Hearing loss prevention

This November, Test your Hearing in Honor of American Diabetes Month

With nearly 37 million Americans now living with diabetes, understanding the care and management needed to prevent complications from the disease has never been more relevant. Complications can range from heart and kidney disease to vision and hearing loss making controlling your diabetes crucial to your long term health. 

Diabetes and Hearing Loss

Hearing loss can have many causes. In fact, the three types of hearing loss are grouped by where they originate in the ear. 

  • Sensorineural hearing loss occurs in the inner ear and is the most common type of hearing loss. It can be caused by age, noise, medications, trauma, and disease.
  • Conductive hearing loss occurs in the middle or outer ear and is generally caused by an obstruction or infection.
  • Mixed hearing loss is a combination of the other two types of hearing loss. For example if a person had age related hearing loss as well as an obstruction from ear wax.

Based on these categories, hearing loss from diabetes falls into the sensorineural type of hearing loss. Because diabetes, particularly with uncontrolled blood sugars, effects the small vessels and nerves negatively, it can therefore lead to damage to the inner ear. This is one of many reasons why close and proper management of blood sugars is crucial to maintaining health in the long term. 

Signs and Symptoms of Hearing Loss

If you have diabetes, it is a good idea to consult with an audiologist or hearing health provider even if you have no obvious symptoms of hearing loss. First, because having a baseline hearing test, or audiogram, will be important down the line for comparison purposes. Second, not all symptoms of hearing loss are obvious. 

In fact, hearing loss related to age and diabetes tends to happen gradually over time, making it more difficult to notice the changes yourself. Below are some of the signs and symptoms you or others may begin to notice that can signify some degree of hearing loss.

  • Hearing without understanding– One of the most common statements made by those with hearing loss is “I can hear you, I just can’t understand you.” This is because hearing loss tends to occur in different frequencies at different rates rather than an overall reduction of all sound. This makes understanding language more difficult.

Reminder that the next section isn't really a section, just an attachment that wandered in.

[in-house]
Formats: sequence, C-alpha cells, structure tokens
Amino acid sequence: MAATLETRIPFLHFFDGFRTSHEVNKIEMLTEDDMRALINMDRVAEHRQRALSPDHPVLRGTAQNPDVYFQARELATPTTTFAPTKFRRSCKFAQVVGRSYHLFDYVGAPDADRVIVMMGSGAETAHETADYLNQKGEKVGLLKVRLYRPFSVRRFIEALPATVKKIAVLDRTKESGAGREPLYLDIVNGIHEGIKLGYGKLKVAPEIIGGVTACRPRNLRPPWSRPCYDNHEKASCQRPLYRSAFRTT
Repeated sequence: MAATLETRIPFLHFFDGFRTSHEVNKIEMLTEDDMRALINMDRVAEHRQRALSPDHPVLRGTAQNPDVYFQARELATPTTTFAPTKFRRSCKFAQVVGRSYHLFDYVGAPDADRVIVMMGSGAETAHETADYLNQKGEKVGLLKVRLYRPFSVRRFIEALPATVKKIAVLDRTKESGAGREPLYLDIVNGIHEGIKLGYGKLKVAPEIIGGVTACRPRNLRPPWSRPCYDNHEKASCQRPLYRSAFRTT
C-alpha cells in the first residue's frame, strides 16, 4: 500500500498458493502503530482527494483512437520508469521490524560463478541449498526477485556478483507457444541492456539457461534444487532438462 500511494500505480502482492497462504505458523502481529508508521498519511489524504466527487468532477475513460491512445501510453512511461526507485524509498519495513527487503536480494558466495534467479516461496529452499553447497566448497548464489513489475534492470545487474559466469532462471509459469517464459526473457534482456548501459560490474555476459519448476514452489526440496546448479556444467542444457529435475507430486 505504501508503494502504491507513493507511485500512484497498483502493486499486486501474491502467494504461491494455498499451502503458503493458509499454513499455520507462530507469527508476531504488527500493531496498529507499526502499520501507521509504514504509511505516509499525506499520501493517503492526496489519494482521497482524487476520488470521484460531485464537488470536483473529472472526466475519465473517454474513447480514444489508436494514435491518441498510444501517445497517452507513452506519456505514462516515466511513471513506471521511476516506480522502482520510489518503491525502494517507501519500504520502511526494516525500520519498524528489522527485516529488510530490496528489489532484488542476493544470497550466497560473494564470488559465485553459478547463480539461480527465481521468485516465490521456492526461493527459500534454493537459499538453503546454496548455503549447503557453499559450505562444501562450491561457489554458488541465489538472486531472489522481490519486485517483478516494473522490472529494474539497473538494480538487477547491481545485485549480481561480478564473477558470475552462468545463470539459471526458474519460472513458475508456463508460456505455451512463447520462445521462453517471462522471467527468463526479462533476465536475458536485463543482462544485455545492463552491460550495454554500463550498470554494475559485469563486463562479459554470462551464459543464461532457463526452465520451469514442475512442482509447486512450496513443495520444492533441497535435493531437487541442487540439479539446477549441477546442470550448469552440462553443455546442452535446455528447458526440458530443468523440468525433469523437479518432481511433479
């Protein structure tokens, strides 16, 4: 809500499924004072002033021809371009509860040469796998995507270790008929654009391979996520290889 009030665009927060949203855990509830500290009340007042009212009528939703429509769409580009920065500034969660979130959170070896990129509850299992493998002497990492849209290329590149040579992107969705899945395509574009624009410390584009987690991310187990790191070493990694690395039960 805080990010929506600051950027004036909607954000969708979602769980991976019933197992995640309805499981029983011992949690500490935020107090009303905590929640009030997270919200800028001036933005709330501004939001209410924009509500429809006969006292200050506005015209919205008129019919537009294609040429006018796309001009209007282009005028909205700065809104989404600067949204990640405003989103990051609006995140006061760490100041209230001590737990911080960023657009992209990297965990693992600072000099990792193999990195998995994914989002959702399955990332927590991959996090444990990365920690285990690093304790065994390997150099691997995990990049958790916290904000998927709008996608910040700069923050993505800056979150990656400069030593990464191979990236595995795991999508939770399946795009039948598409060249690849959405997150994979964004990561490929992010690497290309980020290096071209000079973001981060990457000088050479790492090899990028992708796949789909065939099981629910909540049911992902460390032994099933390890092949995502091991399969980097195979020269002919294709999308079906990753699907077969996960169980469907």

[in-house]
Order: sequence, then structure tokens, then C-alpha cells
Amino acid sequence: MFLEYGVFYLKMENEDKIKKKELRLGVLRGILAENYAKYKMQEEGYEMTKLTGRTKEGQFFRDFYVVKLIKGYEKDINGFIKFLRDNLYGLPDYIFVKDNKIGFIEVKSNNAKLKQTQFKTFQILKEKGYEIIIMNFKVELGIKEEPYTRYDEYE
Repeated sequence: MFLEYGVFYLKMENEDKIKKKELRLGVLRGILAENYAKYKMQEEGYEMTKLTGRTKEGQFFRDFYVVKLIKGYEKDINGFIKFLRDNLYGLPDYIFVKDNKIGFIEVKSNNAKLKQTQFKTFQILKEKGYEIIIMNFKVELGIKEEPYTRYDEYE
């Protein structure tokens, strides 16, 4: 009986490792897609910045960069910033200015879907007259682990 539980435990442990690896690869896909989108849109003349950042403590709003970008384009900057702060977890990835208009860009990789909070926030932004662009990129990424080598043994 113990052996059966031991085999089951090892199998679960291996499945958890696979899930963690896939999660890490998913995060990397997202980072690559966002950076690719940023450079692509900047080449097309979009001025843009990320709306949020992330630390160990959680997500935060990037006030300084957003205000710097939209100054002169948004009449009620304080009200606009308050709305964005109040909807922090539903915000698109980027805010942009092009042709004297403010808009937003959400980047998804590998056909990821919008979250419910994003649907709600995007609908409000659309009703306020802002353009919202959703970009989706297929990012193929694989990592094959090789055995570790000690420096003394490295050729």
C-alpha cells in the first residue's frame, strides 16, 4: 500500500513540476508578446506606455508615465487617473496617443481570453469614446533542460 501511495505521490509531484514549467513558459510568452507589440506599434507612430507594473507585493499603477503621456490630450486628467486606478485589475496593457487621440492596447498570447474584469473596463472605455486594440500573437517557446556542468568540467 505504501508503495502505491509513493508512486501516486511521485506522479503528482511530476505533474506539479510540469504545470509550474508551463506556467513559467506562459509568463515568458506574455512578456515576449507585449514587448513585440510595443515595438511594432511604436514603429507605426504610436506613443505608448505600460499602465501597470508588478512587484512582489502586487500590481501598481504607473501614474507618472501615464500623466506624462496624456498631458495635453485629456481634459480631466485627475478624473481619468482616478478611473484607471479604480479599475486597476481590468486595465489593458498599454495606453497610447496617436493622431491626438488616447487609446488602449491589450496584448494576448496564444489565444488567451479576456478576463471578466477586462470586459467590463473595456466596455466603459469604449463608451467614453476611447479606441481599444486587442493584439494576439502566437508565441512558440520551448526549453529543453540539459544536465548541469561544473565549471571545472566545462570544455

• Withdrawal from social situations– Whether phone calls or in person conversations, when communicating becomes more difficult and tiring, people tend to isolate themselves or avoid social situations. 
  • TV or car stereo being too loud– If others have commented on your television or radio being too loud for them, or if you’ve begun to use subtitles because understanding the television has become more difficult, these are signs you might be experiencing hearing loss.

Treatment for Hearing Loss

If you have begun to notice any of these signs and symptoms of hearing loss and have spoken to an audiologist, they may have a few recommendations to ease living with hearing loss. 

Treatment options will likely include hearing aids, or in some extreme cases cochlear implants may be recommended. Hearing aids are more common and are used to treat mild to severe hearing loss. They are programmed to uniquely address your individual hearing loss which is determined by a hearing test. They then work by amplifying the needed frequencies.

Cochlear implants work much differently than hearing aids. They use a small surgically implanted device that stimulates the auditory nerve, allowing the user to translate noise into sounds they recognize.

Living with Hearing Loss

Even with treatment, living with hearing loss requires some adjustments. Advocating for yourself when you are having difficulty understanding someone will be vital. Below are some additional steps to take in order to help you better hear.

  • Make sure your environment is well-lit
  • Reduce excessive background such as televisions
  • Face the person you are speaking with at eye level

Ultimately, living with hearing loss has a unique set of challenges, however with time and communication you and your family and friends will find what works for you.

If you have diabetes, you should make an appointment with a hearing health provider for a baseline hearing test. Make sure to discuss any signs and symptoms you might be experiencing as well as any recommended treatment options.